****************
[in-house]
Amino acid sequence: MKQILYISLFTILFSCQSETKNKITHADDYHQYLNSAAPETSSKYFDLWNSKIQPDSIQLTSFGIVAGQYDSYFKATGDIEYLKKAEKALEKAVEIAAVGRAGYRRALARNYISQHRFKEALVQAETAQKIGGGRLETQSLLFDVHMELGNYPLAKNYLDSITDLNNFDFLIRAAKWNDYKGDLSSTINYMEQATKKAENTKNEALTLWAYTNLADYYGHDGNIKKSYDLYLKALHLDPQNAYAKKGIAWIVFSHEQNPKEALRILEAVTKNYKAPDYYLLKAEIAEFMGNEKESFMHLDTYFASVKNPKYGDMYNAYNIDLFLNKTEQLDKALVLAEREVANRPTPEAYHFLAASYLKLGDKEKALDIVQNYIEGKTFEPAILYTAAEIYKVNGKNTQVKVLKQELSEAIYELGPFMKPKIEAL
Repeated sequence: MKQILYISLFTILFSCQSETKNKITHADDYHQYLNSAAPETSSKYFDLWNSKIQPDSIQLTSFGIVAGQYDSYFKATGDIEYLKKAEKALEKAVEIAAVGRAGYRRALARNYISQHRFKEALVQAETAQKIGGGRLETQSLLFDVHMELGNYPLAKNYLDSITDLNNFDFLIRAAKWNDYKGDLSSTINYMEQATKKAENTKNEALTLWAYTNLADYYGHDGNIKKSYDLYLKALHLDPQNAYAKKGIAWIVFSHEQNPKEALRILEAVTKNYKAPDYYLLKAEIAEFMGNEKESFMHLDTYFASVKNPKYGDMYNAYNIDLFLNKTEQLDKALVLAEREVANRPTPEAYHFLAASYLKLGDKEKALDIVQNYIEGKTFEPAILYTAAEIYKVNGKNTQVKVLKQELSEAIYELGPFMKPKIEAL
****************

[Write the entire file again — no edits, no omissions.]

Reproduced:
[in-house]
Amino acid sequence: MKQILYISLFTILFSCQSETKNKITHADDYHQYLNSAAPETSSKYFDLWNSKIQPDSIQLTSFGIVAGQYDSYFKATGDIEYLKKAEKALEKAVEIAAVGRAGYRRALARNYISQHRFKEALVQAETAQKIGGGRLETQSLLFDVHMELGNYPLAKNYLDSITDLNNFDFLIRAAKWNDYKGDLSSTINYMEQATKKAENTKNEALTLWAYTNLADYYGHDGNIKKSYDLYLKALHLDPQNAYAKKGIAWIVFSHEQNPKEALRILEAVTKNYKAPDYYLLKAEIAEFMGNEKESFMHLDTYFASVKNPKYGDMYNAYNIDLFLNKTEQLDKALVLAEREVANRPTPEAYHFLAASYLKLGDKEKALDIVQNYIEGKTFEPAILYTAAEIYKVNGKNTQVKVLKQELSEAIYELGPFMKPKIEAL
Repeated sequence: MKQILYISLFTILFSCQSETKNKITHADDYHQYLNSAAPETSSKYFDLWNSKIQPDSIQLTSFGIVAGQYDSYFKATGDIEYLKKAEKALEKAVEIAAVGRAGYRRALARNYISQHRFKEALVQAETAQKIGGGRLETQSLLFDVHMELGNYPLAKNYLDSITDLNNFDFLIRAAKWNDYKGDLSSTINYMEQATKKAENTKNEALTLWAYTNLADYYGHDGNIKKSYDLYLKALHLDPQNAYAKKGIAWIVFSHEQNPKEALRILEAVTKNYKAPDYYLLKAEIAEFMGNEKESFMHLDTYFASVKNPKYGDMYNAYNIDLFLNKTEQLDKALVLAEREVANRPTPEAYHFLAASYLKLGDKEKALDIVQNYIEGKTFEPAILYTAAEIYKVNGKNTQVKVLKQELSEAIYELGPFMKPKIEAL